Arab-Israelis trapped between two worlds

Sunday 24/07/2016
Arab Israeli Knesset member Ahmad Tibi (C) takes part in a protest outside the Israeli prime minister’s office in Jerusalem last January against the demolition of Arab homes in the Arab-Israeli town of Taybeh.

Taybeh, Israel - Al-Araqib, one of 35 un­recognised Bedouin villages in the Negev Desert, on June 29th was demolished by the Israeli government for the 100th time in six years.

The residents, like others in small towns without municipal services dotting Israel, are Pales­tinian citizens of Israel, known as Arab-Israelis.

Upon Israel’s creation in 1948, 750,000-900,000 Palestinians were forced out of or fled their homes in British-mandate Pales­tine. Approximately 170,000 Pales­tinians remained behind.

Now, the Arab minority numbers 1.7 million, making up one-fifth of Israel’s population.

Having two national identities places Palestinian citizens of Is­rael in a touchy situation. Often re­ferred to as Israeli Arabs, they have acquired a label that is not related to their national, cultural, linguis­tic or religious identity.

Even to the rest of the Arab world, they are seen as aliens and liberals who may not share Arab conservative values. They are separated from Palestinians in the West Bank and the Gaza Strip not only by thinking but also by physi­cal barriers, such as checkpoints and the separation barrier. Their nationality remains a sticking point in much of the Arab world, which refuses to deal with them.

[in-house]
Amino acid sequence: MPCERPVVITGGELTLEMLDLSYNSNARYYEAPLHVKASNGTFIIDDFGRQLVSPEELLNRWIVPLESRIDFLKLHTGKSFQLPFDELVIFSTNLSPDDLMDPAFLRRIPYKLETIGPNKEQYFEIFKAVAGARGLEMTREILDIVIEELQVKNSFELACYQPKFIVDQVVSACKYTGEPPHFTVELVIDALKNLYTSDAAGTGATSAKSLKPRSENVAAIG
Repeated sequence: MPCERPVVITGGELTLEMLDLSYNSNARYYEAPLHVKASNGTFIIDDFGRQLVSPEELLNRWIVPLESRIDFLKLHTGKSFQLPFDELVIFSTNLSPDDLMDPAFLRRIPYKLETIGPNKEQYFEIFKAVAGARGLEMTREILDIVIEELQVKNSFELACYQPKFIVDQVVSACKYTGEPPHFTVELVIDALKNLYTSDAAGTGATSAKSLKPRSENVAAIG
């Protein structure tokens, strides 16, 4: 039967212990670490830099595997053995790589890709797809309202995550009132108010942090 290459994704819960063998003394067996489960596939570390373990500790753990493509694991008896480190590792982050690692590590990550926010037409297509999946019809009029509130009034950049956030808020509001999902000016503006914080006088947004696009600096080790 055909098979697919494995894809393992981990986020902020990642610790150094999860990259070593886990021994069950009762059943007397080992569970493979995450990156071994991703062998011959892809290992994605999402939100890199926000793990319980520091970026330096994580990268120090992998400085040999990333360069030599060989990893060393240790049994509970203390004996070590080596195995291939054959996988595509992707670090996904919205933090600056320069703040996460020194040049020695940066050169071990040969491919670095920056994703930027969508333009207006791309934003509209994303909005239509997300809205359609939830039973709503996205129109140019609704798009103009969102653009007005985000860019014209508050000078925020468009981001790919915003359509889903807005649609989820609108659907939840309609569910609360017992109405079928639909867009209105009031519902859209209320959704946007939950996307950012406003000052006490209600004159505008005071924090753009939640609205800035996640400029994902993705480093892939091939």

Although Israel does not have a written constitution, its Declara­tion of Independence states that it is the state of the Jewish people and that the Palestinians are to be treated equally and enjoy the same rights as the Jewish citizens.

In many cases, including in Bedouin villages, that guarantee has been breached.

According to Adalah, the Pales­tinian-run legal centre for Arab mi­nority rights in Israel, the country has enacted more than 50 discrimi­natory laws that “seek to dispossess and exclude Arab citizens from the land; turn their citizenship from a right into a conditional privilege; undermine the ability of Arab citi­zens of Israel and their parliamen­tary representatives to participate in the political life of the country; criminalise political expression or acts that question the Jewish or Zi­onist nature of the state; and privi­lege Jewish citizens in the alloca­tion of state resources”.

Discriminatory policies have re­sulted in Palestinians being socio-economically deprived. Accord­ing to a December 2015 report by Myers-JDC-Brookdale, 53% of Pal­estinians in Israel live below the poverty line.

Still, obedience to Israeli laws has not stopped them from expressing loyalty, sympathy and solidarity with Palestinians in the West Bank and Gaza.

This sentiment increased dur­ing the second Palestinian uprising beginning in 2000, when Israeli po­lice killed 13 unarmed activists in northern Arab-Israeli cities while protesting the killing of Palestini­ans in the West Bank. An investiga­tion found police used “excessive and unjustifiable” force.